“Moni-thon” comes from “monitor” and “marathon”, and this is precisely what Monithon seeks to help with: a structured activity of observing and reporting on public policies. Monithon was created as an independently developed initiative to promote the civic monitoring of government spending.
Civic monitoring of funded projects is possible thanks to a combination of open government data and citizens’ collaboration, joined by the goal of controlling how the projects are progressing, and whether they deliver actual results. This participatory monitoring can complement both the official monitoring by public administrations and the evaluation of public policies by academic institutions or research organizations.
The initial civic monitoring group in Bologna (2013)
On 19 January 2013, it was fun to organize the first civic monitoring visit in Bologna, Italy. We were a small group of journalists, public administrators, and curious citizens. The “Bar Giuseppe”, right in the city center, which had received public funding to renovate its premises, intrigued us immediately. The bar was closed! But we went back there the following year.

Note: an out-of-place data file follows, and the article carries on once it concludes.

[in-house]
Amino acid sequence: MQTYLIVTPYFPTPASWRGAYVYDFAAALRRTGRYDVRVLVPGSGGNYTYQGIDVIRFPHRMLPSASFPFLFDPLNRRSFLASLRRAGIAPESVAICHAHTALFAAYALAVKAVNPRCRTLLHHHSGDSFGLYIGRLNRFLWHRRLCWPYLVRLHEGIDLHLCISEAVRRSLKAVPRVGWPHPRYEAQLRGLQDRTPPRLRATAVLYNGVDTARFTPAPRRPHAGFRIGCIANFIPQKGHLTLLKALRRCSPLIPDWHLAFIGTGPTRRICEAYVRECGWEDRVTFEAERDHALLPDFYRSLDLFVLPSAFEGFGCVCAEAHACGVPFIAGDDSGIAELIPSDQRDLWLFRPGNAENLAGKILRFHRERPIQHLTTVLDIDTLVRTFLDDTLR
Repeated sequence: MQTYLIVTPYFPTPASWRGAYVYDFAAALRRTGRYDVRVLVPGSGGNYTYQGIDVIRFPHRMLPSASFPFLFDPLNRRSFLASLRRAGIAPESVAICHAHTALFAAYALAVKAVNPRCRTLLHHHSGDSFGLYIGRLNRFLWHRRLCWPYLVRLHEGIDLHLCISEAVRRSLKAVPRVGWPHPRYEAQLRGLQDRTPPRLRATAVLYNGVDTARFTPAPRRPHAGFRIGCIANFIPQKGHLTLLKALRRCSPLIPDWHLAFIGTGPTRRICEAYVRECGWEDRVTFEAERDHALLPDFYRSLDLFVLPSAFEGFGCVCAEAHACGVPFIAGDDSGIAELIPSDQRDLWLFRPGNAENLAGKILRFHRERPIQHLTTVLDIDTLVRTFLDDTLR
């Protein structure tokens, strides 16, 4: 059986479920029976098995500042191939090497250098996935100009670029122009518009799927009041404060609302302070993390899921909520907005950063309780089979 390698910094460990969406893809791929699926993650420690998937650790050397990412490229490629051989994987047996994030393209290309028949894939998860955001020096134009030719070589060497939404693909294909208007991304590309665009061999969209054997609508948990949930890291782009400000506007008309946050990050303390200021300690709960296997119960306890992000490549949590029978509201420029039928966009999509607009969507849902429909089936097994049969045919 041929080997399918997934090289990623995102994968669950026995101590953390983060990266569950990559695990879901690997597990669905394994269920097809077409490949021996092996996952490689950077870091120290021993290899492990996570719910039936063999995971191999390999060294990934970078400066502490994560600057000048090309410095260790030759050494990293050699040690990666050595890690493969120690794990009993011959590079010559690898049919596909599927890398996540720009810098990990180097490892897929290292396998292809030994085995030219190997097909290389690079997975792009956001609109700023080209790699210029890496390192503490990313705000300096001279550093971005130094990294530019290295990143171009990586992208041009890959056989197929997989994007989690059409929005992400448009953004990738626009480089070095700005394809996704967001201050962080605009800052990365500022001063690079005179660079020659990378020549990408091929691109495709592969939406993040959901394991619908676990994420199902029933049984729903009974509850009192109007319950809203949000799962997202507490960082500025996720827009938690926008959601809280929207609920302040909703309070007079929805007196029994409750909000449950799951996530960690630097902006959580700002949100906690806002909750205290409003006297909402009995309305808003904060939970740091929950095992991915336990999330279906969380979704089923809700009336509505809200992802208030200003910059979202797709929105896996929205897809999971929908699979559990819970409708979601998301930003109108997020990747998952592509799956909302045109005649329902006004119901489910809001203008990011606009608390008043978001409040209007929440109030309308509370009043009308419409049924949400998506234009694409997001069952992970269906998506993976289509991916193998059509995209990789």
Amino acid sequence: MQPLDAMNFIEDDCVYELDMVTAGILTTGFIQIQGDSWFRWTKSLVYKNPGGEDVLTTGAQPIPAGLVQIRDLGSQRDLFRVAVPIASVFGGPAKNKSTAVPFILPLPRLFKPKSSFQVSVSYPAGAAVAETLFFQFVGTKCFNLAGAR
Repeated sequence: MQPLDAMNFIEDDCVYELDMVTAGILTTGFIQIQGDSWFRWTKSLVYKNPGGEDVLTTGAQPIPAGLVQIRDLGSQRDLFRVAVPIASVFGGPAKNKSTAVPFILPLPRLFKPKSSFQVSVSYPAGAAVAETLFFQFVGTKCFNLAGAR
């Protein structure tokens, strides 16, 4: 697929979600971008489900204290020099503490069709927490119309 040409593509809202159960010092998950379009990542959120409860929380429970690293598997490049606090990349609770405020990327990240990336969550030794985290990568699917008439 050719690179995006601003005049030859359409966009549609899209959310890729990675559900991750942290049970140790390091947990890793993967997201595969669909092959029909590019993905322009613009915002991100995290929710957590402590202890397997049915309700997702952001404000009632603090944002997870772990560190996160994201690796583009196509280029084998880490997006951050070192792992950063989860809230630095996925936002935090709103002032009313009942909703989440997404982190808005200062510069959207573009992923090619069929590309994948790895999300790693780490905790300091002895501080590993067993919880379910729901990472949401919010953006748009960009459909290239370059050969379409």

The turning point was the Open Data Day in Bari and the Journalism Festival in Perugia in 2014 which followed. During the event’s hackathon, our website was created, based on the open source project Ushahidi, which had been used to monitor elections in Nairobi.
The Monithon team at the EU Hackathon in Bruxelles (2015)
With a zero budget, a bit for the sake of it, a bit for civic passion, and a bit for the pleasure of sharing this passion with an open and curious community, Monithon evolved into a methodology and a platform to share the results of monitoring initiatives. While these groups spread to almost all Italian regions, a central staff was involved in developing common instruments and supporting activities on the field.
The first results were celebrated by no less than the UN’s General Assembly during the Open Government Partnership Awards, which saw the participation of Barack Obama: here the partnership between OpenCoesione-Monithon representing Italy at the event was ranked fourth in the world.
Monithon has continued to grow over the years – involving students, local communities, and NGOs – as a shared and open-to-all instrument and a format to plan and structure civic curiosity. In 2020, Monithon received a grant from the European Commission to create a “Civic Monitoring Network of EU projects for the environment“.